M. Liza Marte:

Imitation is the most sincere form of flattery.

Unlike Jane Austen, who is probably the most beloved and emulated author, who I would describe as writing genteel stories in easy, flowing verse, Gaskell in contrast, writes harsh, heavily weighted prose. Her writing voice is not whimsical, but grounded. Her world is the working class world.

At first glance, North & South is a story of social classes clashing. Yet through Gaskell deftly storytelling, we realize it is first and foremost a love story, one born of the common man’s struggle to achieve success whether in business or romance. Trying to imitate Gaskell’s prose is difficult. Gaskell’s writer’s voice is a standalone. My writer’s voice is more like a Mercury Retrograde, travelling backwards in a zig-zag path. 

My attempt to adapt North & South was born out of a need to satisfy my overactive imagination, which decided the story couldn’t end in a London parlor where we are hinted of an unseen embrace and kiss or on a train heading north, whose occupants spoke by way of gazes and smiles. I tried to emulate the basic themes of the simple man’s rise. I tried to construct a love story overflowing with emotion, it could not be contained, that even in the morally guarded Victoria era, men and women still could fall in love even without the grandeur.

I see my style of writing and choice of storyline as a mix of modern, an attempt not to sound modern, and the expectation that I achieved it. With a healthy dose of “something completely unexpected” I don’t write stories of things you know would happen, but more like stories you wish could happen.

Kate Forrester:

Later rather than sooner is the best way to sum up how I came to write an adaptation of North and South and the brooding Mr Thornton. Having seen the BBC serial of this wonderful novel I went in search of other work, not by Gaskell, but by Richard Armitage who so magnificently portrayed John Thornton. My hunt for information led me to C19 and there I discovered a writing forum where people were writing variations of not just North and South but other literary works.

As I worked my way through several of Mr Armitage’s characters I earned myself the title the Fanfic Queen but always shied away from Mr Thornton. By now I had read the novel and I suppose I felt intimidated by the perfection created by Elizabeth Gaskell which was so ably portrayed by Mr Armitage and his fellow actors. How do you improve on a classic? Eventually, I was convinced I had to try, and A Nightingale Sings took flight. At this stage in my development as a writer, I felt the only thing that I could do was pick the story up and put it in a different time and so John and Margaret’s romance played out against the backdrop of the second world war. The narrative closely followed the original source material with one notable exception.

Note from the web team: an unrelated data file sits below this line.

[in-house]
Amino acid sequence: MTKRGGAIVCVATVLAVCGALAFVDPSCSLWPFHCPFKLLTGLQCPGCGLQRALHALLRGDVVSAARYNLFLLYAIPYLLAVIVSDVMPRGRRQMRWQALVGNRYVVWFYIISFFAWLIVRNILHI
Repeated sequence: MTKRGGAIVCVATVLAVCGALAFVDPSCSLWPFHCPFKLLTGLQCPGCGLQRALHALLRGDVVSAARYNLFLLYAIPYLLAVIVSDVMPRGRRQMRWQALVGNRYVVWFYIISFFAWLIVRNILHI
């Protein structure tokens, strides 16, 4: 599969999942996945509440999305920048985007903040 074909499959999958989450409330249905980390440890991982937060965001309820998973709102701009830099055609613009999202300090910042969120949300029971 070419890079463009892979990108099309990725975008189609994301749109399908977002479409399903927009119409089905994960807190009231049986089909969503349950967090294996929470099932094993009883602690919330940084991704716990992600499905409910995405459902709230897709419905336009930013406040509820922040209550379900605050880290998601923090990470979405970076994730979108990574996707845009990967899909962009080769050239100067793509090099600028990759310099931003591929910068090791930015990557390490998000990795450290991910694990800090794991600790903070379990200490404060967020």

It wasn’t until I was invited to contribute to the anthology Falling for Mr Thornton that I was secure enough in my writing to complete a more original slant on the Gaskell story.

Falling for Mr. Thornton
Tales of North & South

Book Blurb

Amidst the turbulent backdrop of a manufacturing town in the grips of the Industrial Revolution, Elizabeth Gaskell penned the timeless passion of Mr. Thornton and Margaret Hale. A mixing of contemporary and Victorian, this short story anthology by twelve beloved authors considers familiar scenes from new points of view or re-imagined entirely. Capturing all the poignancy, heartbreak, and romance of the original tale, Falling for Mr. Thornton is a collection you will treasure again and again. 

Stories by: Trudy Brasure * Nicole Clarkston * Julia Daniels * Rose Fairbanks * Don Jacobson * Evy Journey * Nancy Klein * M. Liza Marte * Elaine Owen * Damaris Osborne * Melanie Stanford ** Foreword by Mimi Matthews ** 


On the Island By Melanie Stanford 

Travel blogger Meg Hale doesn’t want to return to John Thornton’s resort. After all, another visit won’t change her bad review. 

But the resort has changed—and so has John. 

The more time Meg spends on the island, the more she realizes she may have made a mistake. A mistake that could cost John the resort, and Meg her heart. 

Time Slips 

Passages in Time By Kate Forrester 

Set just before Margaret arrives in Milton. Mr Thornton dies in a devastating fire at Marlborough Mill - or does he? 

The First Day of Spring By M Liza Marte 

Spring this year will bring daffodils, singing birds, and the love of a lifetime. 


Loose Leaves from Milton By Damaris Osborne 

A spoof of North & South with a strong twist of tea, the British favoured beverage, and sprang from John Thornton being known as 'JT' in so many forum threads. J Tea was an obvious progression, and the story follows the television adaptation, loose-leafly, as his love for the haughty Miss Hale with the porcelain tea cup complexion, who looks down upon him upwards, brews until he has to pour out his love, unstrained. 

Continuation Reeducating Mr Thornton By Evy Journey